The Currie Cup was shortened to a single round competition last year and, on the eve of the 2019 edition, the AOR team debates whether the change has been a good one.
Tank Lanning says – GOOD
As an out and out exporter of talent, for both rugby and socio-economic reasons, and having written far too many cheques that cannot be honoured, any talk of expansion – and thus further dilution of the product – should be reserved for those eating dry bread in a padded cell.
The only reason all 14 unions do exist, is because of the bail out money from SA Rugby, so I am chuffed we have moved on from that debate to one around a single or double round! Now we just need to persuade those that are not in the top flight to accept that they are amateur, and exist only on that level.
The fact that EP cannot qualify for the Currie Cup not only muddies the waters, but speaks to how political wrangling makes any call complicated in SA, no matter how simple it looks from the outside!
The Currie Cup is our premier domestic competition, and needs to remain exactly that. Despite the hammering it has taken as we have chased Super Rugby cash. Having now hopefully learnt from diluting it because we felt bad for a few unions that thrived in an amateur era, we now must think carefully about dilution via a double round.
Development is for the SuperSport Challenge and club rugby. The Currie Cup must be about excellence. That means it cannot overlap with Super Rugby, and needs to finish in time for the players to have a proper off season.
So I would add EP to make it 8 sides, and keep it to a single round. Those not in the 23 can go and play club rugby, with the big club game of the weekend being a curtain raiser to the local Currie Cup game. One that doesn’t end an hour before the Currie Cup game starts!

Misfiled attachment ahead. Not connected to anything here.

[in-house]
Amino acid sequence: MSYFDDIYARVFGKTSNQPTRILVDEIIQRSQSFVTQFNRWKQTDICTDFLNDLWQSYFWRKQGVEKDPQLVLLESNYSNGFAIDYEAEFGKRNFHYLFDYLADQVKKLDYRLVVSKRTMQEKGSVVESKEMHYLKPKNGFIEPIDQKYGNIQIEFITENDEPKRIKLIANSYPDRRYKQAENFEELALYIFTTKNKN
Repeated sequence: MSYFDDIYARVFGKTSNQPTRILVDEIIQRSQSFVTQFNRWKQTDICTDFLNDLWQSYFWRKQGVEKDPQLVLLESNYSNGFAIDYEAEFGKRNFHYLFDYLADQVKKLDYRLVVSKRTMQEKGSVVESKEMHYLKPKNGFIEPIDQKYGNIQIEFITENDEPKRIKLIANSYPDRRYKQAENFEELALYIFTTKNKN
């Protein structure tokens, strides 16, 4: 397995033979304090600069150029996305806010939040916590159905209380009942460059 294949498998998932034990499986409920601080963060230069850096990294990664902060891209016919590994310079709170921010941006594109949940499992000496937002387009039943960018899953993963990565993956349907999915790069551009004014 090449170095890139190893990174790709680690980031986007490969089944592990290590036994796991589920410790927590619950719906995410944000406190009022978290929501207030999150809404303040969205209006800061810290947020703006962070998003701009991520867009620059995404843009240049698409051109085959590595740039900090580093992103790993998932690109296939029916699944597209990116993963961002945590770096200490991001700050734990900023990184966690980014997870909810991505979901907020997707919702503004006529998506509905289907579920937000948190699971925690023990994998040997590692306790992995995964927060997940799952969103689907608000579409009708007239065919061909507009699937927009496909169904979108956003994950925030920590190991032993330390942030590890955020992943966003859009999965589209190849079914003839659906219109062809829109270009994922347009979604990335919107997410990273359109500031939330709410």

Zelim Nel says – BAD
I’ve got this completely wrong if the Currie Cup is supposed to be a placeholder competition aimed at providing broadcasters with rugby content to complement the Rugby Championship between the end of Super Rugby and the beginning of the Boks’ perennial November tour to Europe.
But the single-round competition is not constructive if its purpose is to showcase South Africa’s domestic heavyweights or to nurture burgeoning talent for eventual promotion to the Super Rugby echelon.
A single-round competition is inherently imbalanced – it’s possible for a team to fall out of contention because they are drawn to host the weakest teams and play the eventual finalists on the road.
Taking inventory of potential Super Rugby assets is also made more challenging by a shorter schedule, which means each match has a significant bearing on the race to reach the playoffs and book a home semi-final and final.
For example, after making one start at flyhalf for the Sharks during the 2018 Currie Cup, Curwin Bosch this year earned nationwide respect in five consecutive Super Rugby starts at 10. However, he spent the first half of the season riding the bench or starting at fullback and, while it’s easy to put this all down to the unique coaching situation in Durban with Robert du Preez, it’s reasonable to suggest that the Sharks may have reached this point earlier in their selection process with Bosch had the 2018 Currie Cup run a 12-match league phase.
The Currie Cup was an eight-team, double-round competition in 2006 when Dick Muir peppered his lineups with promising youngsters. Frans Steyn was given a run at flyhalf and fullback in 10 appearances, went on to make 14 starts for the Sharks in Super Rugby the following season and then helped South Africa win the 2007 Rugby World Cup.
It’s possible that Steyn may only have appeared on the Bok radar much later had his Currie Cup opportunity been denied by a shortened, must-win format.
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